About a month ago, I received a press release relating how a restaurant-in-waiting expended a year "to develop a location that represents the easygoing attitude of Columbus, while maintaining the 'bohemian chic' atmosphere ... synonymous with the Mellow Mushroom name."

About a month ago, I received a press release relating how a restaurant-in-waiting expended a year "to develop a location that represents the easygoing attitude of Columbus, while maintaining the 'bohemian chic' atmosphere ... synonymous with the Mellow Mushroom name."

While I'm still stumbling over "develop a location," like you, when I think "bohemian chic," my thoughts sprint immediately toward Polaris.

So has Mellow Mushroom. Well, bohemian bona-fides aside, apparently around Polaris, if you build it they will swarm. Because only steps away from the newish beehive-busy Five Guys burger station, this spore off the old Mellow corporate Mushroom plant (it's a Southern-based chain) has sprung up, and for its two short weeks of existence, its roomy and warehousey space consistently has been near crazy full.

Full of what? Well, mostly throngs of young families with kiddies in tow. Which makes for some curious conflations, considering Mellow's interior is a fatty riff on the smoky and jokey '70s stoner aesthetic.

So toyland-seeking tots frolic around a twisty, almost ceiling-high trippy mushroom sculpture that anchors the big, open room. And preschoolers gaze up at murals like: a melty homage to The Persistence of Memory where Dali himself makes a cameo and Jim Morrison holds a slice of psychedelic pizza; Jimi, Jerry and the Blues Brothers play cards under a purple haze of smoke; and near the restrooms, a reproduction of the iconic and laconic American Gothic farmer resembles acidhead Hunter S. Thompson and wears Steal Your Face lightning-bolt specs.

In the spirit of free-market democracy, though, Mellow seeks to provide something for everyone. Thus its sincere commitment to sports shows up in ESPN-fixed flat-screens interspersed with Grateful Dead teddy bears, and Mellow's craft-suds allegiance translates into a large bar with oceans of high-quality "kind beers" on tap.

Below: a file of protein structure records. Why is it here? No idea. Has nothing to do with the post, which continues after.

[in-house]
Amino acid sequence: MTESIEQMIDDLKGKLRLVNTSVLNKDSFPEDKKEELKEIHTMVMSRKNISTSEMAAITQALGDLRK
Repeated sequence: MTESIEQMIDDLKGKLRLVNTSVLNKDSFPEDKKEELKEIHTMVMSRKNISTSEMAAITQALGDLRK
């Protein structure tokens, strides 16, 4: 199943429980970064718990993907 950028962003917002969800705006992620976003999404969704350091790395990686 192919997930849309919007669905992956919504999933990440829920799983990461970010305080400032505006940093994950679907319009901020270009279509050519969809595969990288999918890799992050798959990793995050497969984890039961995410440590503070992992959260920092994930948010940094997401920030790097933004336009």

Windows line Mellow's perimeter and afford diners a front-row view of the mallish parking lot. Even more ocular distractions can be had at the busy pizza-prepping station, where Mellow's handmade pies are tossed by dudes in non-baseball-themed baseball caps.

Those pizzas are pretty good, certainly better than most. In the same "something for everyone" vein, they seem designed to please fans of both thick and thin crusts. So toward their center, the 'za dough is thinnish and cooked to firm and crisp; the considerably thicker edges are poufy and chewy, attractively browned, dusted with parmesan and eat quite like nice, old-school garlic bread.

The pies come in feeds-one-or-two small ($8.50-$12) through feeds-a-big-family large ($18.50-$25); with red sauce (good, simple, mostly tomatoes) or "white" (light oil with a touch of garlic); choose-your-own toppings or pre-designed styles.

Those prearranged styles range from Mighty Meaty (with paper-thin pepperoni, maple-y ham, ground beef and so-so sausage) to Mega Veggie (canned olives, tofu, feta, broccoli et. al.) to ones with pesto or even Buffalo chicken to a recommended Philly steak-like Philosopher's Pie.

But Mellow's got more than pizza as the easy-to-read menu and jeans and T-clad servers will tell you. After an obviously rehearsed recitation of the place's "three Atlanta college kids in the '70s" origins, they'll describe the salads, appetizers, calzones and hoagies available, too - all pretty well made.

While the mildly spicy and thickish Tortilla Soup ($4/cup, $7/bowl) was chili-like, it did have a trace of toasted corn in its black bean studded, tomatoey mix.

Coarse-grained hummus ($6) was an even bigger hit. An olive-oil doused and paprika-dusted mound was rustically redolent of cumin and garlic and handsomely presented at the vortex of chewy and crunchy toasted pita points.

A tart and black peppery balsamic emulsion enlivened if never fully united raw mushrooms, bacon bits, parmesan shards and de-stemmed leaves of the Baby Spinach Salad ($4/7).

I liked the salty Brutus salad ($7.50) better. Delicious, dark-seared meaty Portobello strips (though I'd like more) provided ballast for roasted peppers, shaved parmesan, real kalamata olives, feta and romaine tossed in a refreshingly light, Caesar-style vinaigrette.

For an excellent all-veggie sandwich, try the darkly Grilled Tempeh hoagie ($5.50/$9.50). Its stout whole-wheat roll had pesto mayo, sprouts and vinegar-marinated chewy tempeh (with real flavor!) also done Philly steak style. Corporate counterculture rarely tastes better than that.